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Thursday, as Eva and I were preparing for our next BrightTALK webinar (How data visualization can deliver clearer insights for the Finance industry) we were looking for examples of good finance dashboards. We found a page on Tableau's website with finance dashboards...great! So we thought.

Scroll down on the page and you see a series of examples. I clicked on the first one titled "Track profit and loss with an intuitive CFO dashboard". Yes! Had we found the Holy Grail? Turns out these are for the most part Excel dashboards rebuilt in Tableau, which is sadly how many finance departments choose to use Tableau. Take pity on them I say. Let's have a look at what Tableau created:


Keep in mind, this is billed as an "intuitive dashboard", but is it really? Normally when I write about makeovers, I list out the things that work well. With this dashboard, I can't think of a single thing that works well. Ok, maybe the title is clear and the filters are obvious. I don't see anything else that is even remotely intuitive otherwise.

Let's look at the viz in two separate pieces.

STACKED BAR/DUAL AXIS CHART

Generally I'm not a fan of dual axis charts that have different measures. I think these confuse the audience more than necessary, which defeats the purpose of using visuals to convey the information in the first place. In my experience, when people see a dual axis chart, they naturally look for correlations where they may not exist.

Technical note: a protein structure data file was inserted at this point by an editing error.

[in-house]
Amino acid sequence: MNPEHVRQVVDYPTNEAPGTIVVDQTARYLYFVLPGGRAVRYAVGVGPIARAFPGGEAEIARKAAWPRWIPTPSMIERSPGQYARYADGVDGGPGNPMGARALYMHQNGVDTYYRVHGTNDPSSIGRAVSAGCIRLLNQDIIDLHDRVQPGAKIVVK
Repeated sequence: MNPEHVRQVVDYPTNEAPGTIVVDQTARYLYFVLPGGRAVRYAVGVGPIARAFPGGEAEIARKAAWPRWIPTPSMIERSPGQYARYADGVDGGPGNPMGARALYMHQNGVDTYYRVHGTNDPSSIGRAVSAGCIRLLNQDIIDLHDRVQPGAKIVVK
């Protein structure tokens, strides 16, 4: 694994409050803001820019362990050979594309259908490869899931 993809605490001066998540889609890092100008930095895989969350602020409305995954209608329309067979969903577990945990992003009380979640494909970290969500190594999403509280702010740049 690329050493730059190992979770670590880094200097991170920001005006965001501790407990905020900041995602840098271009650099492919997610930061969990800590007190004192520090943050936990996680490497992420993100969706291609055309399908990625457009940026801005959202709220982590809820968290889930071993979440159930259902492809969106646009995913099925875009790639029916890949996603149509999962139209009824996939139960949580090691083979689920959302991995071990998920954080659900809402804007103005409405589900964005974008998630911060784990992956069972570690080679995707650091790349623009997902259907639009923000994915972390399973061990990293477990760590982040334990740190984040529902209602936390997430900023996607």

What else fails?

  • The way this chart is designed, it's too much work to know which axis goes with which metric.
  • Why use a dot plot when this is a time series? Wouldn't a line look better?
  • Why are there separate summaries for the years? When you first look at the top section, your eyes go all the way across before you realize you're now looking at a yearly summary. Poor design.
  • Why the heck is the Profit Margin legend so weirdly aligned?
  • Net profit is stacked in front of net sales. I get that, but then I have to do that math in my head for the difference. Why not just express it as a profit ratio, making it much more intuitive?
  • The dashboard is set to automatic size, which is never, ever a good choice. 

FINANCE TABLES

Tables in Tableau annoy me probably more than anything else. Yes, I understand people like tables, especially finance people. However, we all know that all they want to do is copy/paste it into Excel. Just give it to them in Excel if that's what they want.

What's wrong with this table?

  • The table doesn't align with the bar charts.
  • Again, they provided a separate yearly summary way off to the right. Why aren't the year totals after each year? 
  • I have to scroll to see all of the data in the table.
  • There are way too many metrics. Breaking down COGS and OPEX into all of its parts is completely unnecessary.
  • There are absolutely zero actions you can take from the table. It doesn't tell you anything about what's going well nor what needs attention.

I decided to spend some time making this over and creating an intuitive, actionable income statement. I drew inspiration from Lindsey Poulter's DC Metro scorecard to create my design. In my version I take each of the nine metrics that make up the income statement and create a "card" for each of them. Thank you to Tim Ngwena for the idea to add subtle borders around them. 

Overall, the desktop and tablet versions are designed to be read in a Z-pattern, while the mobile version is designed for scrolling (see the video below).

How to read each card: